To bootylicious or not to bootylicious?
I noticed I had hips when I was 12 years old. At school, in the assembly line, during casual day when we had to wear clothes from home. The entire row of boys were gawking at my body, making all sorts of disgusting (tbh) comments. Bruh, it was
like my hips had grown overnight! I had never experienced anything like that before and I couldn’t deal.
It was in that moment when I developed my body insecurity.
This ‘little’ insecurity grew a second leg when I got to high school and people started asking my older sister and I who was older. Like fam, do I look 10 years older than my older sister or what?! She is four years older than me, for context, so I expected her to look older, ok!
All this commentary about my physique (sure, why not use a fancy Q word) made me somehow feel ugly and lesser than.
From then I was really concerned with what people had to say about my body. My plan was to be really skinny, that way nobody could say anything at all. My first challenge was getting skinnier than my older sister who has been petite her entire life. She had the advantage of experience. So I started following her diets, I tied a really tight scarf around my stomach everyday and I did sit ups. By jove, I lost weight.
Fast forward to varsity when I gained that ‘first year in res’ weight. Again, the guys were the first to alert me. They made it clear how much they liked “thick” girls and I fit the bill.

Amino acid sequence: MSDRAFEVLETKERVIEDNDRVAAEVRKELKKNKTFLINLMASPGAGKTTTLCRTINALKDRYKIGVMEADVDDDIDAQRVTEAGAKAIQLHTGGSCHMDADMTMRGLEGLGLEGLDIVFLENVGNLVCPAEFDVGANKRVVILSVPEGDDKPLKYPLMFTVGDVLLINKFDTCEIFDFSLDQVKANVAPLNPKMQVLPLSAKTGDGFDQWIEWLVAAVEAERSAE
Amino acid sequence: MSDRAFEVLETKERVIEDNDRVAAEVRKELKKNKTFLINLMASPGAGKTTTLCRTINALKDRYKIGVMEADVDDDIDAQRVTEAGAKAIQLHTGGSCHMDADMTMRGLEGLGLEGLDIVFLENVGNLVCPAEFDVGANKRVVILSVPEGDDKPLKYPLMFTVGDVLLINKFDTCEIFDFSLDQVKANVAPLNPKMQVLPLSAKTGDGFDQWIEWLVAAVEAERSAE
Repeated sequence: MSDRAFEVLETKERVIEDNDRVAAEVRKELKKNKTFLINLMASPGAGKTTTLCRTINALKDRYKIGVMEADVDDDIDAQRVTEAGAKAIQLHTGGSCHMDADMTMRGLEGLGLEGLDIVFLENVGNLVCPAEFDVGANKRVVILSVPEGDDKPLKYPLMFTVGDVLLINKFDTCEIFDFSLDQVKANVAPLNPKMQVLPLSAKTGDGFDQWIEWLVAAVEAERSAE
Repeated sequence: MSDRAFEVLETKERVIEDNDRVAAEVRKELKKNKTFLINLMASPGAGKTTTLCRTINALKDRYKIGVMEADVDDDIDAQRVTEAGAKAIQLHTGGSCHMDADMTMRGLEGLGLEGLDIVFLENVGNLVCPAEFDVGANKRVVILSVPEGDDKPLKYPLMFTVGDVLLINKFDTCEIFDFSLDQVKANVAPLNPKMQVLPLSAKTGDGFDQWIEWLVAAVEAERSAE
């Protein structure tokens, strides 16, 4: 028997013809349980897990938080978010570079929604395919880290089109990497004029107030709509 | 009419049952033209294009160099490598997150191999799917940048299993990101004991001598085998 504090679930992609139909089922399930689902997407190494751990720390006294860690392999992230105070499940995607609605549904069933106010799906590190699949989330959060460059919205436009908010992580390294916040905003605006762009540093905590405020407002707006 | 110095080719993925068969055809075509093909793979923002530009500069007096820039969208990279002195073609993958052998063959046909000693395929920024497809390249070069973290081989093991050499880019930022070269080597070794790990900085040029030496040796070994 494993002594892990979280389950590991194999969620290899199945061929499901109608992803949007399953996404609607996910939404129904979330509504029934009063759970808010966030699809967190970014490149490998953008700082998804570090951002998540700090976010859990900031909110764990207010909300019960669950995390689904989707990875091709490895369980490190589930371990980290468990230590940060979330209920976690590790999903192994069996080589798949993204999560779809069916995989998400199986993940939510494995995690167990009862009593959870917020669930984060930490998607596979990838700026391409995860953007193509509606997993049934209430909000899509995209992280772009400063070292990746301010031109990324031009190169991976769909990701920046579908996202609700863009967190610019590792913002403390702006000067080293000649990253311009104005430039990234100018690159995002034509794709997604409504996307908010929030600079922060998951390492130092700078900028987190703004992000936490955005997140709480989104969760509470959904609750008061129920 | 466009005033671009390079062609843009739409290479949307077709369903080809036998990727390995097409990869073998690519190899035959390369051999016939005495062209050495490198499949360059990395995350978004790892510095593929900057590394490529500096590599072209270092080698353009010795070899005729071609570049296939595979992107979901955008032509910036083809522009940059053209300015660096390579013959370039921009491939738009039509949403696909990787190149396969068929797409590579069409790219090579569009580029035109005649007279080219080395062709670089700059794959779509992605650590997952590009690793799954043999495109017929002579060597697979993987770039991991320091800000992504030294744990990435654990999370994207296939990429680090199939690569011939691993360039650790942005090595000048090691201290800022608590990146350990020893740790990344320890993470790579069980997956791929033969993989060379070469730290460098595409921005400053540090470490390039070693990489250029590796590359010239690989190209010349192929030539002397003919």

Again, I felt really demeaned by someone actually calling me thick, I still have issues with that description of my body. This time, though, I threw myself into gym. I became THAT girl that went to gym every single day, even on a Friday before meeting up with my friends to turn up.
I was the skinniest I’d ever been and guess who notified me of this? Yes, you guessed it. Guys notified me. My friend cornered me about my weight lost, saying that the guys at his res were worried about me losing all this weight. Apparently, they prefer me with a few extra kgs. (We can discuss why men feel the need to hold a caucus meetings about women’s bodies in another post). For the first time I actually didn’t care. It was the happiest I’d ever been with my body.
Since then my rule has been this: If you like what you see in the mirror, it doesn’t matter what they say. If you don’t, it also doesn’t matter, but change it for your own peace of mind.
Oh and if you’re wondering where I am now, I’m socially slim but mentally humongous and working to change it.